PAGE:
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Business leaders challenged to invest in the next generation through apprenticeships and enterprise

Business leaders challenged to invest in the next generation through apprenticeships and enterprise

Newcastle College issued a challenge to business leaders this week - invest in just one young person by taking on an apprentice and help tackle the growing issue of youth unemployment in the north east.

The college laid down the gauntlet at 'what's up with the economy?', a business event held on Wednesday evening at The Baltic in Newcastle, which was attended by over 50 representatives from key businesses across the region.

Deputy Principal, Robin Ghurbhurun unveiled the college's latest apprenticeship campaign, the Power of One, and outlined the significant economic and social benefits that taking on just one young apprentice can bring to a business. Through its free recruitment and matching service, the college can help employers to recruit enthusiastic and motivated members of staff and develop bespoke training, which meets the specific requirements of the business.

Mr Ghurbhurun said: "In this tough economic climate businesses are reluctant to take on new members of staff. The Chancellor's Autumn Statement paints a bleak picture for growth and it is understandable that employers are taking a more cautious approach to investment.

"However, it is imperative that we continue to invest in the next generation and provide opportunities for them to realise their potential and contribute to the local economy. The Power of One provides employers with a cost effective way to recruit motivated individuals who are ready and willing to learn on the job. The employer will benefit from an additional team member and the knowledge that they have given something back to the local community."

Mr Ghurbhurun also talked about how the college is trying to help tackle youth unemployment by encouraging its students to be more enterprising. Guests were asked to consider how they could support the next generation, including the college's 30,000 students, who are all looking for an opportunity.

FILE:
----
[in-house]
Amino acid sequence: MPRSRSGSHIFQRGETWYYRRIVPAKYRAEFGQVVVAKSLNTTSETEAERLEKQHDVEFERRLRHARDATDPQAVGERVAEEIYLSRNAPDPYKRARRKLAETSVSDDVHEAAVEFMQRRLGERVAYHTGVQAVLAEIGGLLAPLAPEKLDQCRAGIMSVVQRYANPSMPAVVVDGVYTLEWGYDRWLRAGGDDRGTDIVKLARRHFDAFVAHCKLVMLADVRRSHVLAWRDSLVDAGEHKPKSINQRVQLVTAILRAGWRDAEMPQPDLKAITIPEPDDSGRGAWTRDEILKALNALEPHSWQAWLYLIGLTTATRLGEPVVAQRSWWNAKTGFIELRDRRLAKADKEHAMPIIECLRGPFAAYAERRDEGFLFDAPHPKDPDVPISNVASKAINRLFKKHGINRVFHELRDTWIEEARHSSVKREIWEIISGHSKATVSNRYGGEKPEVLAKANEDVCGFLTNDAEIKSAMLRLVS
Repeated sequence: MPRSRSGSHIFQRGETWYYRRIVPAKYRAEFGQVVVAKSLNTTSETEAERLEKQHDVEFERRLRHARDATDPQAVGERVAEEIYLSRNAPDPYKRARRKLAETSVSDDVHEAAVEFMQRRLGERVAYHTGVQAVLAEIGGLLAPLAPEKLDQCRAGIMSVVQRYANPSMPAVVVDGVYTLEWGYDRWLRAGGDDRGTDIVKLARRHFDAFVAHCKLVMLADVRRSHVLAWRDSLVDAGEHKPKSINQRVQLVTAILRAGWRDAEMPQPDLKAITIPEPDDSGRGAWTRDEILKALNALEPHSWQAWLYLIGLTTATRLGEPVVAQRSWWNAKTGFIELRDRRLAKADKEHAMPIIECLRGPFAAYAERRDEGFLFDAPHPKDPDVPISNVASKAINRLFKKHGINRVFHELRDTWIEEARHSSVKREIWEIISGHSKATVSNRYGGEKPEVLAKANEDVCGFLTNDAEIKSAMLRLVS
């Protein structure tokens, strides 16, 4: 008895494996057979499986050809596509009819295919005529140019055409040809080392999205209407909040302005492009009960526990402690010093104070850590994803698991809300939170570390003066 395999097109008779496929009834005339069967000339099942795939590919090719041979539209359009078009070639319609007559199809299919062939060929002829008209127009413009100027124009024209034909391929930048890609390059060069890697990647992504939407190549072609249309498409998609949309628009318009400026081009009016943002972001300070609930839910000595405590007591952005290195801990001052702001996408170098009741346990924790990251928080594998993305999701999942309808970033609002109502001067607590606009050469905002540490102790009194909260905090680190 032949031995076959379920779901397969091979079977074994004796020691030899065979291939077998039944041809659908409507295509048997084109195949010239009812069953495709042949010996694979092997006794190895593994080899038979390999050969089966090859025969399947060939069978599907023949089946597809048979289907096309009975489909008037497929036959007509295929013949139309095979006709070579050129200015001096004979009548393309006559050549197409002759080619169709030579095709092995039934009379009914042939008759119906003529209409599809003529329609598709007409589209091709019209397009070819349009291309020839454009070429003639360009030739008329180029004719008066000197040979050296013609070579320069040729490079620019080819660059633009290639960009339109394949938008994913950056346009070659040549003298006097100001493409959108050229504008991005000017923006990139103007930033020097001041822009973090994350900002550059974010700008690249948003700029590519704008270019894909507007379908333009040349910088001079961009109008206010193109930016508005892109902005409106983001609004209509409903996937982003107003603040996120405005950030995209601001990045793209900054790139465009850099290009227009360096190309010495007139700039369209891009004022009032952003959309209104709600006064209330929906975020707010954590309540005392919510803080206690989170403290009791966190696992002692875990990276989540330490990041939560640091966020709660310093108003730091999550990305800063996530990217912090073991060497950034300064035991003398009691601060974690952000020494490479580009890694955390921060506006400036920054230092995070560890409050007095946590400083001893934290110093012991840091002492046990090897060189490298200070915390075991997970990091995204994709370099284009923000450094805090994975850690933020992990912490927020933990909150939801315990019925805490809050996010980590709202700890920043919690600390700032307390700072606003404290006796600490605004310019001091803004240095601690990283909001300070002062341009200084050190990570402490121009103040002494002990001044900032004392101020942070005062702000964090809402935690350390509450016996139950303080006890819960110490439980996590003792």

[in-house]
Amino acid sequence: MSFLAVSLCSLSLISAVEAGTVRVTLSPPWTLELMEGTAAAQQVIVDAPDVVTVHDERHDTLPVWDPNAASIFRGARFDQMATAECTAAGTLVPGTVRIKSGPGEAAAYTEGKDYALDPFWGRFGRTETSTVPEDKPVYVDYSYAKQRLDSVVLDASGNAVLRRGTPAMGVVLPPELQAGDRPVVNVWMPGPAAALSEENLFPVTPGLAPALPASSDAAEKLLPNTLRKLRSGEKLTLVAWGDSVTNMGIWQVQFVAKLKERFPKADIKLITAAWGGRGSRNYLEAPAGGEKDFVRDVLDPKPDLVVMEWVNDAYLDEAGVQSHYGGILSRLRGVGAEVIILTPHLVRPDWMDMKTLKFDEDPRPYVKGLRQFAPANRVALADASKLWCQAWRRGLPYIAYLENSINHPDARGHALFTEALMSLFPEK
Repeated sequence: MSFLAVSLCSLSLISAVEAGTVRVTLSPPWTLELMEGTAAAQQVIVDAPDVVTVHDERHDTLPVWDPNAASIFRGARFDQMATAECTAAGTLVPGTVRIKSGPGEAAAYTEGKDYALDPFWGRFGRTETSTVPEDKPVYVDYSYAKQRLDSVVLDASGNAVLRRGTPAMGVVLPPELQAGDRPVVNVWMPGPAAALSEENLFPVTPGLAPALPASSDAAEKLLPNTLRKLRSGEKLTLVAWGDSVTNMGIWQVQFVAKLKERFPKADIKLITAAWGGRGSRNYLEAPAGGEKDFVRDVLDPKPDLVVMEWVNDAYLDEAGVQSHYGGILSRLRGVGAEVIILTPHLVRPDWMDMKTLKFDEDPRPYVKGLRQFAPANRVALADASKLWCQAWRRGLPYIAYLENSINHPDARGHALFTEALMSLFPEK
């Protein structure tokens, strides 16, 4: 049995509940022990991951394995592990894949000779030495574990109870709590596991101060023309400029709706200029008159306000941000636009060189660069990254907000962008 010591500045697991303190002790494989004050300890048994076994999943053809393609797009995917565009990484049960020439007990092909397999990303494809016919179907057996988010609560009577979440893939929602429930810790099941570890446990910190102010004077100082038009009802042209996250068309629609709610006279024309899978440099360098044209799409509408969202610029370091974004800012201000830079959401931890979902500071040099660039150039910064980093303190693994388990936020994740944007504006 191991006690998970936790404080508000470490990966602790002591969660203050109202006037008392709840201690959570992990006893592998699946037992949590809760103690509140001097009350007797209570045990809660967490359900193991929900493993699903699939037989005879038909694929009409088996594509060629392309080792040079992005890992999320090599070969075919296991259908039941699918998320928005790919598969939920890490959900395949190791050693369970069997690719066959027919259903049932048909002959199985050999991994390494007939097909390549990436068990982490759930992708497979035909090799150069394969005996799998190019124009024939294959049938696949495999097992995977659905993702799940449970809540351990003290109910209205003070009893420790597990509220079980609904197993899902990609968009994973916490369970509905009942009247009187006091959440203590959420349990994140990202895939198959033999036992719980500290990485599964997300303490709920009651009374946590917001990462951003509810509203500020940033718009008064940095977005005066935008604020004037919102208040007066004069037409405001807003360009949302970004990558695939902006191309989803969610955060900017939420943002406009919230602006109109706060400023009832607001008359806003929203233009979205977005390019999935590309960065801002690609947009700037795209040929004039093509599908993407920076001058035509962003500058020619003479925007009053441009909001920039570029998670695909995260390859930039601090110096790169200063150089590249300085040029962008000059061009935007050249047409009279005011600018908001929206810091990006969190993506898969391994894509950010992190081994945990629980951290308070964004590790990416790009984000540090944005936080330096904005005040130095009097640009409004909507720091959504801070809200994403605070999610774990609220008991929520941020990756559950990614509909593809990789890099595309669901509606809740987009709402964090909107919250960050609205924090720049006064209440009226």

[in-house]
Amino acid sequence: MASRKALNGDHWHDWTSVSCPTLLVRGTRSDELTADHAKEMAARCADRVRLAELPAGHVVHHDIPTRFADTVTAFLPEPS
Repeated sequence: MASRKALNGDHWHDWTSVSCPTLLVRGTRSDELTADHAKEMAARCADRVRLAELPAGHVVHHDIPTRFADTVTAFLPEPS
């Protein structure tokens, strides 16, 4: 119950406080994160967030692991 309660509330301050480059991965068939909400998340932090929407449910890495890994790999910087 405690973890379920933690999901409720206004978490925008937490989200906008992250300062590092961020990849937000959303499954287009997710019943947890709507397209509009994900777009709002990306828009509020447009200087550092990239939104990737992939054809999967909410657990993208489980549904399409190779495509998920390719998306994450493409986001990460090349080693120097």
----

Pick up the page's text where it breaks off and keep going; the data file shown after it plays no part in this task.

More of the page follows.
This view was supported by Roy Stanley, entrepreneur and founder of the Tanfield Group, who asked for an immediate commitment from guests to support one person to set up in business.

Mr Stanley said: "I am passionate about social enterprise. The market sometimes breaks down in our most deprived areas and I want to see the community band together and create enterprise.

"Newcastle College is embedding enterprise across its curriculum and helping young people with the aspiration to create their own businesses. Enterprise creates employment and we must support those with an idea and buy into those opportunities."

Other key speakers at the event included Professor Graeme Leach, Chief Economist and Director of Policy at the IoD, and Rosie Smith, North East Agent for the Bank of England.

Professor Leach ran through a view of the UK economic outlook in light of the Chancellor's Autumn Statement, stating that in the current economic climate "it is difficult to forecast tomorrow, never mind weeks, months and years".

Comparing the recession to that of the 80s, Professor Leach said: "The story this time is very different. There are a number of explanatory factors and a far more subdued recovery. Disposable income fell last year and then again this year. There is a significant squeeze on household income due to higher VAT and direct taxes. Consumers and businesses are displaying cautionary and postponement behaviour."

He also talked about growing concerns in the Eurozone, adding: "Throw in all of the speculation about the Eurozone and it adds to the downward pressure. There is so much uncertainty and we are seeing a flat line view of the world. The situation is so fluid you can lose track. Governments can come to the rescue, but they simply don't have the money or the power to control the money supply."

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